TORONTO — A handful of starts, perhaps  four or five, remain for Yusei Kikuchi in a season that has been a more of a disappointment than expected. And that might still be a positive-leaning outlook considering the amount of money that was given to the 28-year-old left-hander and the presumption of his prosperity in this Mariners reset and rebuild that now appears to be years to fruition.

There was and should have been an anticipation of struggles in his first season of Major League Baseball. The transition featured a dramatically increased level of competition while adjusting to a dissimilar baseball culture and adapting to life in a new country.

The ups have been something more than momentary, but nothing close to sustained. They offered extended glimpses of why the Mariners invested a minimum of $56 million into signing him when they didn’t want to fork out even a small portion of that for the bullpen this season.

Meanwhile the downs of this season, and the complicated reasons behind them, have lingered to a point beyond puzzling and nearing frightening given Seattle’s monetary investment. He’s struggled with inconsistent command and velocity, given up a whopping 31 homers — the most in MLB — in 126 1/3 innings pitched and hasn’t had back-to-back strong outings since mid-May. He has a 7.50 ERA in his last 14 starts while allowing 23 of those homers in 66 innings pitched.

And during this constant ebb-and-flow of execution and emotion, Mariners manager Scott Servais has been steadfast in shielding Kikuchi from aggressive criticism. From the constant praise of Kikuchi’s work ethic and attitude in the spring, the complimentary comments after starts that were good or even just decent and the optimism of a better things to come after clunkers, Servais had his young pitcher’s back. He was empathetic to the difficulty of what Kikuchi was experiencing in this transition.

But there is a limit to where the protective patience of Servais is exhausted and frustration can no longer be covered up in comments. That tipping point appears to have been reached following Kikuchi’s lackluster start in Detroit, where he lasted just 3 1/3 innings, giving up five runs on nine hits with a walk and three strikeouts.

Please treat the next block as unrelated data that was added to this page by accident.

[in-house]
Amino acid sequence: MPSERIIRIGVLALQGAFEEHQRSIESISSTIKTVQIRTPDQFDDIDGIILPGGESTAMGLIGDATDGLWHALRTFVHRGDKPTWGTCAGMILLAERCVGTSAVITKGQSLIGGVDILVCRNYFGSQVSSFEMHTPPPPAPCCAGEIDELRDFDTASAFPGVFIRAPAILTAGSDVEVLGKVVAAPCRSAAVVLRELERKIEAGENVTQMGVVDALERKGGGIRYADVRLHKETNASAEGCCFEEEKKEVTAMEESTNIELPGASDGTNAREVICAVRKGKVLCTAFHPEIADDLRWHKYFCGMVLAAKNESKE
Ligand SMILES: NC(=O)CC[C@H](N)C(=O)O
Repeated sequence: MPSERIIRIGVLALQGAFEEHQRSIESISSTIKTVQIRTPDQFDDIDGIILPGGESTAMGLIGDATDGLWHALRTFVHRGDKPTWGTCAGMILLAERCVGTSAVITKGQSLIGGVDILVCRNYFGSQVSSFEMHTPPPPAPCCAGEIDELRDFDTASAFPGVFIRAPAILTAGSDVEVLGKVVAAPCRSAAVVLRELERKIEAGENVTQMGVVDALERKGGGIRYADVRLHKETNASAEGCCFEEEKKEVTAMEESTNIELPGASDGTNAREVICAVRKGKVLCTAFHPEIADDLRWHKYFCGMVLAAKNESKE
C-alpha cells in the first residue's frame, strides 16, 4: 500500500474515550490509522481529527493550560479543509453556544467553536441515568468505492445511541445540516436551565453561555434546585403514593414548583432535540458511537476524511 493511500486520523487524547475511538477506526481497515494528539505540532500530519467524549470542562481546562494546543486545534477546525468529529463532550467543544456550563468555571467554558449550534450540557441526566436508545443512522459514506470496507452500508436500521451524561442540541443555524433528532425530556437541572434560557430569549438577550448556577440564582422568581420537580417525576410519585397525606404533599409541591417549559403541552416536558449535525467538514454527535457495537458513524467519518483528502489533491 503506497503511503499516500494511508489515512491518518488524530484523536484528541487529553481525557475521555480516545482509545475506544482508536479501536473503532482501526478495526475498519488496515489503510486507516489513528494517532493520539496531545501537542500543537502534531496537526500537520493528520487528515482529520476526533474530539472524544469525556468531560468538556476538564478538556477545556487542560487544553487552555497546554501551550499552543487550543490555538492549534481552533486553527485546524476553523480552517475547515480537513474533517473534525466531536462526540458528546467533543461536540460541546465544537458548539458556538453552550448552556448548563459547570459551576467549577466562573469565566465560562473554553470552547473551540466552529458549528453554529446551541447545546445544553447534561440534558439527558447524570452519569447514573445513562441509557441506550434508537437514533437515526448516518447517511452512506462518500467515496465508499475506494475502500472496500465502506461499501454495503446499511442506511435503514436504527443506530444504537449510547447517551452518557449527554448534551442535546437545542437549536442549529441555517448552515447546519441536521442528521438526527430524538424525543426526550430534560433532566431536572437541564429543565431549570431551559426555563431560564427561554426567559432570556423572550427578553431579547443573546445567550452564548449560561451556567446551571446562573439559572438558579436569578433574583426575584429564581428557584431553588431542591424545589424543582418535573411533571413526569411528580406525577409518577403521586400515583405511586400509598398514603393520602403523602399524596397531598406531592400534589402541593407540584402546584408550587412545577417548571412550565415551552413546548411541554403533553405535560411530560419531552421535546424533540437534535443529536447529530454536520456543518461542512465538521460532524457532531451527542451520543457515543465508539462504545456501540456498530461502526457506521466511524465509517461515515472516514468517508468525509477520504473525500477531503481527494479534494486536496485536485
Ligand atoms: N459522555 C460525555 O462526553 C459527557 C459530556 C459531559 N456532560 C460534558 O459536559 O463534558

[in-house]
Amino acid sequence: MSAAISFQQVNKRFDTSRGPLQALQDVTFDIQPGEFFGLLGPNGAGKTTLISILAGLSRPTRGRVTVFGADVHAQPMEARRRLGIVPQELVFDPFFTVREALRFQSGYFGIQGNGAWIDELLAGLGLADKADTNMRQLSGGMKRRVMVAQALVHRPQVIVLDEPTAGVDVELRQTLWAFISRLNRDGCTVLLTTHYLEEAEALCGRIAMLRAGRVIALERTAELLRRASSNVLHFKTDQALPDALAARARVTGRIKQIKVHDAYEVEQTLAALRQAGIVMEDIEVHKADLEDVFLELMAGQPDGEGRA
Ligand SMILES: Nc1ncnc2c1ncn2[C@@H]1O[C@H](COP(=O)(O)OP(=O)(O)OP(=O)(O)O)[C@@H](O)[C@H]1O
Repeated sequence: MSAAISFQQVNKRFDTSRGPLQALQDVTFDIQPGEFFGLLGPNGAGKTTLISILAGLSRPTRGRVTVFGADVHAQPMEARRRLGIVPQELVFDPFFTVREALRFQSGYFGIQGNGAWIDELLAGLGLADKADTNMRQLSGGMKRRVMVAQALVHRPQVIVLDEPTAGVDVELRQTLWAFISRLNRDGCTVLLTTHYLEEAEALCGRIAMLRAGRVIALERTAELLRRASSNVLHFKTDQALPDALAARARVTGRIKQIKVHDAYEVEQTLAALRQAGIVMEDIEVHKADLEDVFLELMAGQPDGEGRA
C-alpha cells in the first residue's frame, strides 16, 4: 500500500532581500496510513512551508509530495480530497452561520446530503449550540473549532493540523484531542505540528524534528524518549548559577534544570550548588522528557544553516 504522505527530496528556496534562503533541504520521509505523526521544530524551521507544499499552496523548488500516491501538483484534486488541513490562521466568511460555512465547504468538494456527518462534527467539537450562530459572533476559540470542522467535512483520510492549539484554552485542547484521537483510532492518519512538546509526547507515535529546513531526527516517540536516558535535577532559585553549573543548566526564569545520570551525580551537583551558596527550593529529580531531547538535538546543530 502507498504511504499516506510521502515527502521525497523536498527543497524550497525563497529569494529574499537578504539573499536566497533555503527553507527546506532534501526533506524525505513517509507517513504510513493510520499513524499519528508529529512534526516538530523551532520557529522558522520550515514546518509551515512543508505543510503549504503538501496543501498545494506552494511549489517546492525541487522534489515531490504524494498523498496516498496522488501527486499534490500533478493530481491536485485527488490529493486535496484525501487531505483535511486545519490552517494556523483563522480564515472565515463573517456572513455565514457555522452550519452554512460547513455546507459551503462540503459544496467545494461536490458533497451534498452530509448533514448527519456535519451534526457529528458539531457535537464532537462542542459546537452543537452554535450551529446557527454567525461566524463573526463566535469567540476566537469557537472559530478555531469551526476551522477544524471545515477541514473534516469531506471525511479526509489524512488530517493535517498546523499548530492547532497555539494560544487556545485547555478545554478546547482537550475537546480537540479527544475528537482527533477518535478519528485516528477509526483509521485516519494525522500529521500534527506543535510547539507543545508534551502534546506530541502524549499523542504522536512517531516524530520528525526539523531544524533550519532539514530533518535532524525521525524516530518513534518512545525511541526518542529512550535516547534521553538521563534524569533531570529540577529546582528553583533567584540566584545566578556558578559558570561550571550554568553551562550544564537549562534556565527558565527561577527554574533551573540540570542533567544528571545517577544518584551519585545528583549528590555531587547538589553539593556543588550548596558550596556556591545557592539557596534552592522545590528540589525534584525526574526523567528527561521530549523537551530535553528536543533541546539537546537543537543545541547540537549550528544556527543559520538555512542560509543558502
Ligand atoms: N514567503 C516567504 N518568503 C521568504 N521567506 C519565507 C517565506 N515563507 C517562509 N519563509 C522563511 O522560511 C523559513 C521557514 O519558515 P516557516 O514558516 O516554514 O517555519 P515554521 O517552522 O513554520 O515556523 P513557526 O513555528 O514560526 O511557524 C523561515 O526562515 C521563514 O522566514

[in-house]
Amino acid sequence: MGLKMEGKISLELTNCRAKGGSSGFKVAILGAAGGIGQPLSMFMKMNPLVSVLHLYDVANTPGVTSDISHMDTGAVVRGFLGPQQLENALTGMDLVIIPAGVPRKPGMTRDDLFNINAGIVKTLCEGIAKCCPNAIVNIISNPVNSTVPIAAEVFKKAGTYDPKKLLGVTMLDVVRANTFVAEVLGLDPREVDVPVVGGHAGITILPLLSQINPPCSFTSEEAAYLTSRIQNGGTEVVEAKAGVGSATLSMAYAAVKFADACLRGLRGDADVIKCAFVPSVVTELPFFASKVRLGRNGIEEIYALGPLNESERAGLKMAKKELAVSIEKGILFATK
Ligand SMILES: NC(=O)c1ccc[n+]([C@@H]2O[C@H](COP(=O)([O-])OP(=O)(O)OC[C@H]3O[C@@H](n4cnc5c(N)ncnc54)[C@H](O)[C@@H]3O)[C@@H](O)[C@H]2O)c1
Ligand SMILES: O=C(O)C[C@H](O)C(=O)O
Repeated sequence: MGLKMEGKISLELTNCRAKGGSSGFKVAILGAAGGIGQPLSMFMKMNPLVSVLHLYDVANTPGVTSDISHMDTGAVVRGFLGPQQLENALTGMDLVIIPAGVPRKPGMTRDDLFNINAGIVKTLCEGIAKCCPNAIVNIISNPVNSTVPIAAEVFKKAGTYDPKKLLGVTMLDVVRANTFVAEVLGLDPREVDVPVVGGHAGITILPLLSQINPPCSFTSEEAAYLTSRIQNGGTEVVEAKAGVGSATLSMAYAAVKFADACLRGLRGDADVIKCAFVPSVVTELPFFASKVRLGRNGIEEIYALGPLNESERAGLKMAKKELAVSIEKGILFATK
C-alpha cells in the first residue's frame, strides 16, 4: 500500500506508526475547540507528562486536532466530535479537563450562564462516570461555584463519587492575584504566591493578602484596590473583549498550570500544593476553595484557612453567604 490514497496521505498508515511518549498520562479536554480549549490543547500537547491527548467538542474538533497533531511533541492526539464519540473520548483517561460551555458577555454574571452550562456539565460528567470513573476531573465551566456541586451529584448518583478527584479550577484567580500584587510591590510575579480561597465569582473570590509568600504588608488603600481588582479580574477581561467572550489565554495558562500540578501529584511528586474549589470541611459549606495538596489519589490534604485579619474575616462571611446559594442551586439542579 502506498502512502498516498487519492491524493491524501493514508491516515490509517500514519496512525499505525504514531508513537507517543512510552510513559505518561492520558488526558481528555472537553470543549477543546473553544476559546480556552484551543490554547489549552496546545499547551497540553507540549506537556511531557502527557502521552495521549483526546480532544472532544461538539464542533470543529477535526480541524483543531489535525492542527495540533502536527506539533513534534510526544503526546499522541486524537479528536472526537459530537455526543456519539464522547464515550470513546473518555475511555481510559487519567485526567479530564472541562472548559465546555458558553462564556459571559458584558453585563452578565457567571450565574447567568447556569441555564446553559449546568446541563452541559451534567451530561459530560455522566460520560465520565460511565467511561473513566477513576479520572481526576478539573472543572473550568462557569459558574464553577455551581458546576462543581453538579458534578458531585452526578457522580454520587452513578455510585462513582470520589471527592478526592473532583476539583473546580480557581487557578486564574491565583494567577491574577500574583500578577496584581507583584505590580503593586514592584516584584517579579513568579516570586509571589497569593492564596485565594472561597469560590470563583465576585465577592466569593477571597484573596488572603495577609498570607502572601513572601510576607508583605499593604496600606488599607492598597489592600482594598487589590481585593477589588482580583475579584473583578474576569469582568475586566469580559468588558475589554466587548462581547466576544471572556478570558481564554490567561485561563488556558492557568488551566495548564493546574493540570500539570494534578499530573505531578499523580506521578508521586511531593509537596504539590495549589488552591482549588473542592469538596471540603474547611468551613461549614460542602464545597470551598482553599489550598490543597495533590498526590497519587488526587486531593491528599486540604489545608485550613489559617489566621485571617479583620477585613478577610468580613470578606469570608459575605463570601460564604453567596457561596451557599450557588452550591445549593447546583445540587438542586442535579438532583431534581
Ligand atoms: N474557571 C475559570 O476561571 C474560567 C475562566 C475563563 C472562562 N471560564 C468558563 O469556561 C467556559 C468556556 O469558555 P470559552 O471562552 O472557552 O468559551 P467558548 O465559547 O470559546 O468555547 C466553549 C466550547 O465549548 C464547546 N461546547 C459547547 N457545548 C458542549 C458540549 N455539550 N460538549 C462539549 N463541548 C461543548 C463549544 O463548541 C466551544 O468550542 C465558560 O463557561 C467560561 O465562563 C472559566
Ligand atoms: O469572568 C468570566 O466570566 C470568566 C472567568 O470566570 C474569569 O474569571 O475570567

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But it wasn’t the results. It was how Kikuchi struggled. After adjusting and shortening his arm path before his previous start vs. the Padres, Kikuchi delivered a strong outing. He wasn’t efficient, but he was effective. He pitched five innings, allowing one run on four hits with three walks and eight strikeouts with 14 swings and misses. His pitches had velocity and life.

Against the Tigers, the arm path seemed to revert to its previous lengthened path. The ball came out of his hand lifeless until it was crushed by Tigers hitters. He had just four swings and misses.

From the dugout, Servais felt like the mechanical changes Kikuchi had made vs. the Padres were forgotten. And he found it irritating. It was noticeable in his tone postgame, and he admitted as much the next day.

“I thought it was different,” Servais said. “I thought his pitches were different and reacted differently. They didn’t have the finish to them. He certainly didn’t get the swing and miss we’d seen in the previous outing.”

Video later verified his observation.

“I talked with the coaches and watched videos,” Kikuchi said through interpreter Justin Novak. “It was subconscious. I didn’t try to change anything. But I think it just happened. The way I used my arm was somehow different.”

But Servais felt there should be some level of recognition given Kikuchi’s years of pitching experience in Japan and his understanding of his mechanics.